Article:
Self-Assembly Processes at Interfaces: Multiscale Phenomena provides the conceptual and unifying view of adsorption, self-assembly, and grafting processes at solid–liquid and liquid–gas interfaces, also describing experimental methods where applicable.
An invaluable resource for (post)-graduate students looking to bridge the gap between acquiring the field’s existing knowledge and the creation of new insights, the book recalls fundamental concepts, giving rigorous, but first-principle-based, calculations and exercises, and showing how these concepts have been used in recent research articles.
Readers will find guidelines on how best to start research in the field of surface chemistry with biological macromolecules and molecules able to undergo self-assembly process at interfaces in the presence of a liquid, along with discussions on the very fundamental aspects and applications using concepts of biomimetic chemistry.
By highlighting the interdisciplinary aspects of the field of self-assembly at interfaces, the book is an ideal resource for chemical engineers, chemists, physicists, and biologists. In addition, important equations are demonstrated on the basis of fundamental concepts, and overly complex mathematical developments are avoided.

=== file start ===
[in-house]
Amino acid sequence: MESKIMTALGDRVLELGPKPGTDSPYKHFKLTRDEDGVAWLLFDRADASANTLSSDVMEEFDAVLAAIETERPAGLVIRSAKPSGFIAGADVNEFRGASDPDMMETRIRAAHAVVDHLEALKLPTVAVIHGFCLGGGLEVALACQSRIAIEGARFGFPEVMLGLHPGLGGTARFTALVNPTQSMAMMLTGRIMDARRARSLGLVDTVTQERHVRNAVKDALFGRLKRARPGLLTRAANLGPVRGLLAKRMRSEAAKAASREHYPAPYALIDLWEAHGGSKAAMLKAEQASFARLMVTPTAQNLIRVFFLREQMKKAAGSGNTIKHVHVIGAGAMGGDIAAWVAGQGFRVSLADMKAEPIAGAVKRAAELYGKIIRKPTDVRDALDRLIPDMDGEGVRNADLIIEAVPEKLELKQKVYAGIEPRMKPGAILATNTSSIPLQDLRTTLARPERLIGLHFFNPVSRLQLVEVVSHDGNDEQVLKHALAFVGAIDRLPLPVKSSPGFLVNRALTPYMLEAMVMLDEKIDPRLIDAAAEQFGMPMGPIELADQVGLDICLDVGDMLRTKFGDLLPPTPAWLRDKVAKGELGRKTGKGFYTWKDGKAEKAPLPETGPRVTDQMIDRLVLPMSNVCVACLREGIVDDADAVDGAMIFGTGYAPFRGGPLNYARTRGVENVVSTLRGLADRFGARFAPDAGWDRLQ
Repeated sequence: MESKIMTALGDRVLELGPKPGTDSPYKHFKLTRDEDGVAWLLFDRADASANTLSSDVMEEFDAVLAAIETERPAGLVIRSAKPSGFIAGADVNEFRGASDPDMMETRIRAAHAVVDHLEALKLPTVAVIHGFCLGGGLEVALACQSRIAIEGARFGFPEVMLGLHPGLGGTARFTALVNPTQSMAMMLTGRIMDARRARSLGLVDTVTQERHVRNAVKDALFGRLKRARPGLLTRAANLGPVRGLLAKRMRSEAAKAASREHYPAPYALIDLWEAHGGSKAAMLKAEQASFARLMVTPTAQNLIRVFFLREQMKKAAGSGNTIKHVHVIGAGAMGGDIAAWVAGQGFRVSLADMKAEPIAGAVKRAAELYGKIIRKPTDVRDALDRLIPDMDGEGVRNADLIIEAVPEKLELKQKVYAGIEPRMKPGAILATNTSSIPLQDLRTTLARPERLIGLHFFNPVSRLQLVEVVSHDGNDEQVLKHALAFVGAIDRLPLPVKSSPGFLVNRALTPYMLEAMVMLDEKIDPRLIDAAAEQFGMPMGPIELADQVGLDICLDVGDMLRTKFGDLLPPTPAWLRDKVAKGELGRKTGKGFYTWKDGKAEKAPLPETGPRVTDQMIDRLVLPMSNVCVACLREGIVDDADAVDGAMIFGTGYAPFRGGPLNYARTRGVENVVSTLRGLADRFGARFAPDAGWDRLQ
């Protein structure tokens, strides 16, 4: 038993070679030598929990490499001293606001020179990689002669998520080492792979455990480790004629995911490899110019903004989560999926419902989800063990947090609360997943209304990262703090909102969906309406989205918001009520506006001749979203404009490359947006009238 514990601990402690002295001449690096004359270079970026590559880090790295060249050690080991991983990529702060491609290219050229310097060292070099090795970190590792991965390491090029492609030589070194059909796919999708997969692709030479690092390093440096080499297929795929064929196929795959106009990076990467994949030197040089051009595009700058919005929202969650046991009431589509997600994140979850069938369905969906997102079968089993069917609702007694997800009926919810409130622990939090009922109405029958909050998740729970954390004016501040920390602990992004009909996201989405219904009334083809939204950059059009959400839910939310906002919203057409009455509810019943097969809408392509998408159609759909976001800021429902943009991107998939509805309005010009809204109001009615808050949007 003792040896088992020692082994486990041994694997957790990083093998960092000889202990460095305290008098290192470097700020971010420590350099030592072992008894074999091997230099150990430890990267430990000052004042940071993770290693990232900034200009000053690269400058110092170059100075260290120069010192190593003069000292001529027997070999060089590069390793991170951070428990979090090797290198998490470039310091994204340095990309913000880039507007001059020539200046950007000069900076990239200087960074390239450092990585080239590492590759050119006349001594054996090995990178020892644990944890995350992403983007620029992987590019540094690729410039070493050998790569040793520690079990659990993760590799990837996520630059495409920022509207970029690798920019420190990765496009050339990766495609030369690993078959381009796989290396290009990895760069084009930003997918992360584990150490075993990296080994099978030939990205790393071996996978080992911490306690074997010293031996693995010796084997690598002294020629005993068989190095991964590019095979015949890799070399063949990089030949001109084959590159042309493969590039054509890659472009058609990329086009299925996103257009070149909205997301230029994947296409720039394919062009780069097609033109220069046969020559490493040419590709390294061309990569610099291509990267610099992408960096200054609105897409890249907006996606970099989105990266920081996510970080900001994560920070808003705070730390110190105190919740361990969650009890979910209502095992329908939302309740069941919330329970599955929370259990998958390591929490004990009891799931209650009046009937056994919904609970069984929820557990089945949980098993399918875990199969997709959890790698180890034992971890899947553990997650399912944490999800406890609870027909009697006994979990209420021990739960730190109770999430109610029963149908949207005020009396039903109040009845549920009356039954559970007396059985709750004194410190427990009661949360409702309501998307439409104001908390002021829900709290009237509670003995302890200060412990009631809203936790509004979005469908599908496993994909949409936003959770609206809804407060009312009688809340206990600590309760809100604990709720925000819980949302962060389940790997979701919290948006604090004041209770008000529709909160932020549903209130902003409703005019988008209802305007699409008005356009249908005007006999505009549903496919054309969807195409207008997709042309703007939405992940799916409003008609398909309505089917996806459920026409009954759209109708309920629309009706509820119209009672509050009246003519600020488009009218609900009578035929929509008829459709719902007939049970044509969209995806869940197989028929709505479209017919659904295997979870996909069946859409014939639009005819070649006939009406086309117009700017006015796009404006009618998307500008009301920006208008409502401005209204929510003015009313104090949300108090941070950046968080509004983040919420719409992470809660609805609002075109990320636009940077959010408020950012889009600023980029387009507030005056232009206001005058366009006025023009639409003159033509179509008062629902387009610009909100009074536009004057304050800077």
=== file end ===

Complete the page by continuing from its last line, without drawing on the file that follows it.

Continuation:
- Presents an interdisciplinary work that is ideal for chemical engineers, chemists, physicists, and biologists
- Provides a unifying view of the field, from fundamentals, to methods and applications
- Includes concepts applicable at both solid–liquid and liquid–gas interfaces
About the Author
Dr. Vincent Ball is a Professor at the University of Strasbourg, INSERM, Strasbourg, France. He is the recipient of a 2007 Fulbright fellowship, and was an invited researcher at the Michigan University, Ann Arbor, Department of Materials Sciences, Chemical and Biomedical Engineering, and an invited researcher at the Max-Planck-Institut für Polymerforschung, Mainz, Germany.
Table of Contents
Introduction: Surface science: history and perspectives 1. Surfaces and basics from surfaces science, thermo-dynamics of interfaces and kinetics 2. Intermolecular forces and solvation 3. Simulation methods: Monte Carlo, molecular dynamics and multiscale simulations 4. Experimental methods to investigate self-assembly at interfaces 5. Adsorption and adhesion 6. Using covalent chemistry: grafting on surfaces 7. Supramolecular and biomimetic chemistry at interfaces 8. Applications of organized films at solid-liquid and liquid-gas interfaces 9. Industrial applications of self-assembly at interfaces 10. Conclusions and perspectives Solutions to the exercises Appendices and physical constants